Police complaints in Wigan are mainly dismissed

Around 80 per cent of police complaints in Wigan have been dismissed, according to a Freedom of Information Act request
Around 80 per cent of police complaints in Wigan have been dismissed, according to a Freedom of Information Act request

Around 80 per cent of discrimination complaints made about the borough’s police officers by members of the public have resulted in no action being taken, the Wigan Post has learned.

A Freedom of Information request revealed that out of 15 officers at the centre of public complaints in the last three years, seven were found not to have committed any wrongdoing, while five investigations are still ongoing.

Of these complaints, two third were related to race or ethnicity.

Three officers, involved in one incident, were accused of racist abuse in 2015, but an internal investigation by Greater Manchester Police found there was "no case to answer".

The same verdict was reached in 2016 regarding two complaints over ethnicity and one of unfair behaviour, while five investigations into racial discrimination in 2017 are still being probed.

Out of all the complaints, only three were "locally resolved" - all of which were investigations into disability discrimination.

A "local resolution" is defined as "a flexible process that can be adapted to the needs of the complainant," and is handled at a local management level.

One case of unfair judgement, made against a bobby in 2015, resulted in a disapplication, meaning the complainant withdrew their case.

There were no discrimination complaints made on grounds of gender, sexual orientation, faith/religion or age.

GMP also provided the Post with guidelines on how they conduct internal investigations following complaints from the public.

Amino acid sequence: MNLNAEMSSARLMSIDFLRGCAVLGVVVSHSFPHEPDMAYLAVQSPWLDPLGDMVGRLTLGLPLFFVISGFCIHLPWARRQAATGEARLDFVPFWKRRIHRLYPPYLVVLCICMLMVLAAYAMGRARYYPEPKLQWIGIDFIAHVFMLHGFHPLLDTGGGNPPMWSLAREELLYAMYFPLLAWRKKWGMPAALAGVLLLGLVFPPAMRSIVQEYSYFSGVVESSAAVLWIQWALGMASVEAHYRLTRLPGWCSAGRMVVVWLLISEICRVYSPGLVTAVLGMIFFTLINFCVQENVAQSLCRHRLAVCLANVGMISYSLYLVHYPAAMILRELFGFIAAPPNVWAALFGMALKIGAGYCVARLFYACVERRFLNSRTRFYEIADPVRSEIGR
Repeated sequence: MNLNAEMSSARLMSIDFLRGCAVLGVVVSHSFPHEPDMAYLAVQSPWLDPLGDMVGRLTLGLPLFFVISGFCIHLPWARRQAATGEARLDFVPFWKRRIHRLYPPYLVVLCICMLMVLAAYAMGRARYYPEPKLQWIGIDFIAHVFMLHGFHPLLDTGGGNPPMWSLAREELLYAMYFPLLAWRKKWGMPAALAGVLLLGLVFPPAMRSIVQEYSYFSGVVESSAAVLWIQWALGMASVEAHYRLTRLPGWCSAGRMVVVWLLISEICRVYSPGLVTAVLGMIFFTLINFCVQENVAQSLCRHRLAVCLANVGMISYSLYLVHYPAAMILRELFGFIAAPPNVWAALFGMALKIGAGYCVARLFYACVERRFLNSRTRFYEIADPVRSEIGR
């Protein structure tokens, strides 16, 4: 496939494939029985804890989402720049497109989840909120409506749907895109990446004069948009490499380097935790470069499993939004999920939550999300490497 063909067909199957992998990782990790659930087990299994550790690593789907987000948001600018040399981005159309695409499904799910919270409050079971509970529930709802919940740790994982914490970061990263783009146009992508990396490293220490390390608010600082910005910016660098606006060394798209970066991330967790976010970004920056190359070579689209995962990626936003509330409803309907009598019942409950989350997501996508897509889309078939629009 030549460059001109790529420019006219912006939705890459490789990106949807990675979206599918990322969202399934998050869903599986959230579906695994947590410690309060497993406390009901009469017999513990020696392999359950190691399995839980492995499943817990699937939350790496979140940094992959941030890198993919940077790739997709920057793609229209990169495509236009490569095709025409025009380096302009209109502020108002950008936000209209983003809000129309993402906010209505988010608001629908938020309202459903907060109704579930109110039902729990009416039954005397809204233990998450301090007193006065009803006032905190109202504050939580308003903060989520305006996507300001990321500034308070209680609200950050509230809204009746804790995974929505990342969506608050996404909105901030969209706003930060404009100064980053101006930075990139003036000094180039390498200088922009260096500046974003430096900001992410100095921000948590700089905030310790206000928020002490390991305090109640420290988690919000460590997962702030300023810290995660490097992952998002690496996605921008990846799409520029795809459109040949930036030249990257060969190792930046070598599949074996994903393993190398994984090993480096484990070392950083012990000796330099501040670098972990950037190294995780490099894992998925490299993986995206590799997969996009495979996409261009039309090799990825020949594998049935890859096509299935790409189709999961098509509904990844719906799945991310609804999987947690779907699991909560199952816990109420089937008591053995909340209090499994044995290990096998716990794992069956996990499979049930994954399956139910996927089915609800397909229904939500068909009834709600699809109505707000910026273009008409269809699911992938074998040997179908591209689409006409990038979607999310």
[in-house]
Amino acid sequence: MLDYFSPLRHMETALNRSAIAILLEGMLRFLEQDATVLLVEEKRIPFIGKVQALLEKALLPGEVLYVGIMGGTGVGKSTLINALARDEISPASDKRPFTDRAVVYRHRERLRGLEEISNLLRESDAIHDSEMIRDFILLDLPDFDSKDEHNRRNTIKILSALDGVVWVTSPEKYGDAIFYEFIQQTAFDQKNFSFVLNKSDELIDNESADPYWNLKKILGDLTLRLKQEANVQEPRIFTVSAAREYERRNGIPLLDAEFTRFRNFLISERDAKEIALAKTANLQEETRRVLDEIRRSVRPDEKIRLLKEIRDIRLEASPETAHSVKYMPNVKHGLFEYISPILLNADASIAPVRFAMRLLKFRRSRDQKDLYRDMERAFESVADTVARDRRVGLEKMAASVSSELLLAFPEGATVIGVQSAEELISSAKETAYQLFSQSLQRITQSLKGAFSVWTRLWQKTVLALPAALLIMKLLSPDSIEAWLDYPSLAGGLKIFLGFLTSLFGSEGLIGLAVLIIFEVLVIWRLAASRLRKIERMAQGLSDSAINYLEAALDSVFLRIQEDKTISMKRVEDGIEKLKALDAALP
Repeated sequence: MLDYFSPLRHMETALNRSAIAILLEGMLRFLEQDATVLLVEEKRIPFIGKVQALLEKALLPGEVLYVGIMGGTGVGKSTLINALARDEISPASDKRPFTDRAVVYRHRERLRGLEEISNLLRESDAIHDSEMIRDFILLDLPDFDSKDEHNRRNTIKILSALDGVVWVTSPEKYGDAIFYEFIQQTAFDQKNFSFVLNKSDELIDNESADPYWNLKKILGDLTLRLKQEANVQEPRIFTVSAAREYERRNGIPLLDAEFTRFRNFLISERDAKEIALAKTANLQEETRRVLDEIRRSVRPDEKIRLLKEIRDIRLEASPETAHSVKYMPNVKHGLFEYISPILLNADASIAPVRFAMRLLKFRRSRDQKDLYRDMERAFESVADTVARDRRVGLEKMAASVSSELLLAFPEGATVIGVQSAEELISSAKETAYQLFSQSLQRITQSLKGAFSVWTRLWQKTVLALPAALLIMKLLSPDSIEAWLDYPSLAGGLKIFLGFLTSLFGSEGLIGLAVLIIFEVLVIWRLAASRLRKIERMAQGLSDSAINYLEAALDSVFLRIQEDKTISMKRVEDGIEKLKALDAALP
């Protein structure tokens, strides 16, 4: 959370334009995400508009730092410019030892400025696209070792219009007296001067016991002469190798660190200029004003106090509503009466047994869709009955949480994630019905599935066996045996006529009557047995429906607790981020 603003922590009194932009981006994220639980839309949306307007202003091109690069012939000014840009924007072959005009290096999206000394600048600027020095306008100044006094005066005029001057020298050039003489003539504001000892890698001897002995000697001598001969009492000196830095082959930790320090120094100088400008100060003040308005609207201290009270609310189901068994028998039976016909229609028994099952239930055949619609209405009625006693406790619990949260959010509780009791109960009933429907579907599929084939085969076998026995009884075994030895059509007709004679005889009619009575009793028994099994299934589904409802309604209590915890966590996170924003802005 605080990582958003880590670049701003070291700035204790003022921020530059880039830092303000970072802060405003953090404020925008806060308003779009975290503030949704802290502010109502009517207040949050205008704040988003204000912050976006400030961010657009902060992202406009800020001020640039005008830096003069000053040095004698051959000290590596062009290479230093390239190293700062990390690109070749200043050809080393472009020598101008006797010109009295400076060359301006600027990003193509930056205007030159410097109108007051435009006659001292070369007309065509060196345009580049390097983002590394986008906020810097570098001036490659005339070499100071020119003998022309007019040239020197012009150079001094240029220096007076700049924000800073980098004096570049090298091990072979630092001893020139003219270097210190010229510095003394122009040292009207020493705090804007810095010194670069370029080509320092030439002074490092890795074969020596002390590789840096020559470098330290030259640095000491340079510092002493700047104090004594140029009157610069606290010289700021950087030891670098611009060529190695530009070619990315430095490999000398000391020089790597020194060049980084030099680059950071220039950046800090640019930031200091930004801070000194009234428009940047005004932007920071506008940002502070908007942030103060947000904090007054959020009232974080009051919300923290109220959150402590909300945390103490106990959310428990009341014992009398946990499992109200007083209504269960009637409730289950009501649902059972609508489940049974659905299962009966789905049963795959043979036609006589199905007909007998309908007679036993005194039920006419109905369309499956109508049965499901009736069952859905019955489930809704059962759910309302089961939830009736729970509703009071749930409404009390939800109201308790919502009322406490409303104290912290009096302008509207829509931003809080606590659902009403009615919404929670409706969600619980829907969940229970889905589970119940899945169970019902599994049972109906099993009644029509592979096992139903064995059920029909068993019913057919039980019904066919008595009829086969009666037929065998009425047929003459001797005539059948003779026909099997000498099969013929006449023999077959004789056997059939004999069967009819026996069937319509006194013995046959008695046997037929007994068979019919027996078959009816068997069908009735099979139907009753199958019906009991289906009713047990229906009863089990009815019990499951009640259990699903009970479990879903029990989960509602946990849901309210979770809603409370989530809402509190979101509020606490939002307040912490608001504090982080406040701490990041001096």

Every investigation is assessed individually and subject to a severity assessment.

Dependent on this assessment, the matter may be investigated at a criminal or gross misconduct level by Greater Manchester Police or (when referred by GMP) by the Independent Office for Police Conduct (previously the Independent Police Complaints Commission).

Where the assessment suggests the conduct is less serious, or there is no case to answer, the matter may be finalised with management action, written warnings or a not proven decision.

However, every case is a unique set of circumstances and therefore it follows that some investigations will be concluded quickly, while others may be conducted over a protracted length of time.

The fate of each officer in the spotlight is also dependent on the severity of the claims.

The circumstances of the allegations are considered on an individual basis.

In cases where there are serious allegations requiring investigation, officers may be subject to restrictions or suspension.

Sanctions against officers are subject to managerial or discipline panel’s decisions on a case by case basis.

The most severe sanction is dismissal followed by a final written warning.

Other sanctions may be considered dependent on the severity.